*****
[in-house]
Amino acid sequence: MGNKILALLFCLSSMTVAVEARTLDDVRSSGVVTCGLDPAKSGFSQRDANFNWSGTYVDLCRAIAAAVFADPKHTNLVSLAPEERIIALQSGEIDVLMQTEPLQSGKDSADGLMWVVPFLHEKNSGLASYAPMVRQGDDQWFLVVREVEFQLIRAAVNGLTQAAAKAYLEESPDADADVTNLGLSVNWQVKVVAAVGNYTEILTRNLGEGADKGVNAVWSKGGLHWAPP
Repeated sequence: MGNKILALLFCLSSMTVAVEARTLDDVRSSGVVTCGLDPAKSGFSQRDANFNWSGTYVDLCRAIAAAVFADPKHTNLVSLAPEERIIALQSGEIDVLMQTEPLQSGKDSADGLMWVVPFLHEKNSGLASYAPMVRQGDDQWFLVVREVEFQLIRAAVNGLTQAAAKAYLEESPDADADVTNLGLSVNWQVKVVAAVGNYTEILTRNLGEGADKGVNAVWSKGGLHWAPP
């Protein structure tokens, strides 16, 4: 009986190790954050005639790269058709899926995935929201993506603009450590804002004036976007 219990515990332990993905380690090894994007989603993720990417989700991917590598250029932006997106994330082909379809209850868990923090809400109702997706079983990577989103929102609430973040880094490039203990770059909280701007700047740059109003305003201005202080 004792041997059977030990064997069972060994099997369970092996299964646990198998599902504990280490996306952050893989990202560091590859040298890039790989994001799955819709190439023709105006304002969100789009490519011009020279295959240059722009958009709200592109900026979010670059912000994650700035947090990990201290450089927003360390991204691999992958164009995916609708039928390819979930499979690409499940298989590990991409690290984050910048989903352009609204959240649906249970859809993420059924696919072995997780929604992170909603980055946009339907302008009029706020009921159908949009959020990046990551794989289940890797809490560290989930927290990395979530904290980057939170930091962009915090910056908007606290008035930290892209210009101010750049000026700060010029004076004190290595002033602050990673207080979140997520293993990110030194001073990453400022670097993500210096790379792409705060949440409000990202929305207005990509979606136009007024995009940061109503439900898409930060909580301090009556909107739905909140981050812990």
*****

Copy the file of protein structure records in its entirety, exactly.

[in-house]
Amino acid sequence: MGNKILALLFCLSSMTVAVEARTLDDVRSSGVVTCGLDPAKSGFSQRDANFNWSGTYVDLCRAIAAAVFADPKHTNLVSLAPEERIIALQSGEIDVLMQTEPLQSGKDSADGLMWVVPFLHEKNSGLASYAPMVRQGDDQWFLVVREVEFQLIRAAVNGLTQAAAKAYLEESPDADADVTNLGLSVNWQVKVVAAVGNYTEILTRNLGEGADKGVNAVWSKGGLHWAPP
Repeated sequence: MGNKILALLFCLSSMTVAVEARTLDDVRSSGVVTCGLDPAKSGFSQRDANFNWSGTYVDLCRAIAAAVFADPKHTNLVSLAPEERIIALQSGEIDVLMQTEPLQSGKDSADGLMWVVPFLHEKNSGLASYAPMVRQGDDQWFLVVREVEFQLIRAAVNGLTQAAAKAYLEESPDADADVTNLGLSVNWQVKVVAAVGNYTEILTRNLGEGADKGVNAVWSKGGLHWAPP
């Protein structure tokens, strides 16, 4: 009986190790954050005639790269058709899926995935929201993506603009450590804002004036976007 219990515990332990993905380690090894994007989603993720990417989700991917590598250029932006997106994330082909379809209850868990923090809400109702997706079983990577989103929102609430973040880094490039203990770059909280701007700047740059109003305003201005202080 004792041997059977030990064997069972060994099997369970092996299964646990198998599902504990280490996306952050893989990202560091590859040298890039790989994001799955819709190439023709105006304002969100789009490519011009020279295959240059722009958009709200592109900026979010670059912000994650700035947090990990201290450089927003360390991204691999992958164009995916609708039928390819979930499979690409499940298989590990991409690290984050910048989903352009609204959240649906249970859809993420059924696919072995997780929604992170909603980055946009339907302008009029706020009921159908949009959020990046990551794989289940890797809490560290989930927290990395979530904290980057939170930091962009915090910056908007606290008035930290892209210009101010750049000026700060010029004076004190290595002033602050990673207080979140997520293993990110030194001073990453400022670097993500210096790379792409705060949440409000990202929305207005990509979606136009007024995009940061109503439900898409930060909580301090009556909107739905909140981050812990």